There were no set judging criteria as such but I constructed a set of questions that I asked of each team I met to get a feel for:
The clarity of user need(s) being addressed
The importance being placed on the quality of user experience created
The application of locally-sourced data, especially that recently released by B&NES for the event
Tactics employed to clean, munge and splice data to make the data meaningful.
Around 3PM, the teams gathered together and presented to one another, the judges and a big group of curious onlookers for 4 minutes. Then it was over to me, Doug Laughlen and Valerie West to try to decide which team should win in each of 4 categories:
Grand Prize (£1k) – awarded to the best overall project, judged most imaginative, well conceived and likely to benefit the community, local business and/or the environment
Community Impact (£250) – awarded to the project most likely to resonate with the wider community
Best use of data (£250) – we’re looking for useful, clever or just plain surprising ways to use local data
Best completed project (£250) – shipping certainly isn’t mandatory, but there’s glory for those who manage it!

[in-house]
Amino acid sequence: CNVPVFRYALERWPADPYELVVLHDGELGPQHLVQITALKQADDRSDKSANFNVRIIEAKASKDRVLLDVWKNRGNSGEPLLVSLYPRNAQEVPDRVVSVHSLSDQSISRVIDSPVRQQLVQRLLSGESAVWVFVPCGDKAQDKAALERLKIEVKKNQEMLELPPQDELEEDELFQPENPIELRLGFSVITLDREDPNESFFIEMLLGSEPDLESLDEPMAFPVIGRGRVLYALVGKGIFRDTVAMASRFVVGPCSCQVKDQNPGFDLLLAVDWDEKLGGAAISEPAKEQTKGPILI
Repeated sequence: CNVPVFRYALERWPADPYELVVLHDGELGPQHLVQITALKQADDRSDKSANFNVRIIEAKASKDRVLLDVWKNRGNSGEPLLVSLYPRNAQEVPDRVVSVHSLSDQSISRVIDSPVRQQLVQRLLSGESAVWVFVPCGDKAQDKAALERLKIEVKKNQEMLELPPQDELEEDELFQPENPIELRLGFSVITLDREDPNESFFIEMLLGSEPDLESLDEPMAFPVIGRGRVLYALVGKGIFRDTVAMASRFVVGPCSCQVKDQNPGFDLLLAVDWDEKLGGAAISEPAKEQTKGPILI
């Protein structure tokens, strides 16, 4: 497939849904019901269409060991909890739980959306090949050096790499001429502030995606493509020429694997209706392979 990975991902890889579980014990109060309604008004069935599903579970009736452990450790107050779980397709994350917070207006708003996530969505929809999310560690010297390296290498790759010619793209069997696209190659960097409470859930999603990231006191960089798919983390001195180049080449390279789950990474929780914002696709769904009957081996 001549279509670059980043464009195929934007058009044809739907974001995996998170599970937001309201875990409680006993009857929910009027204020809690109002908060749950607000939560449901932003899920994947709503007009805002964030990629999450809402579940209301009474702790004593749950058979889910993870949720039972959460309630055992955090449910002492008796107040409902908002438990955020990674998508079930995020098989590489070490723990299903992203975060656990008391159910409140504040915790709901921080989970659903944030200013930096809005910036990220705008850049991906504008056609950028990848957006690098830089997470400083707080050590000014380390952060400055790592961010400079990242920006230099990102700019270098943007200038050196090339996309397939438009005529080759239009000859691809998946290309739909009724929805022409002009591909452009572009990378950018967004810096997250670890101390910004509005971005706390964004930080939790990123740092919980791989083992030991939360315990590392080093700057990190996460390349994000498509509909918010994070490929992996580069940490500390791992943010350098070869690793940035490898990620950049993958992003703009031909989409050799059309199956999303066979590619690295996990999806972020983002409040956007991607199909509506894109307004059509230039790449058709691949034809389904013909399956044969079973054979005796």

This is my favourite from a series called ‘Fictions’ by digital artist, Filip Dujardin.
His architectural creations are from a parallel dystopia. Unemcumbered by the laws of architecture, he has constructed completely original building dimensions and layouts, which are nonetheless distrurbingly familiar.
In his ‘Disassembly’ series, Todd McLellan takes apart everyday technology, lays the bits out, then chucks them up in the air. He takes photos at each stage and each photo is very simple yet captivating.
This shot of the typewriter caught my eye. Typewriters look complex from the outside for a piece of technology with one straight function, and just look at the parts and the engineering involved!
This work made me think of my Grandfather. He loves to take technology apart and see what makes it work. PCs are his favourite disassemble.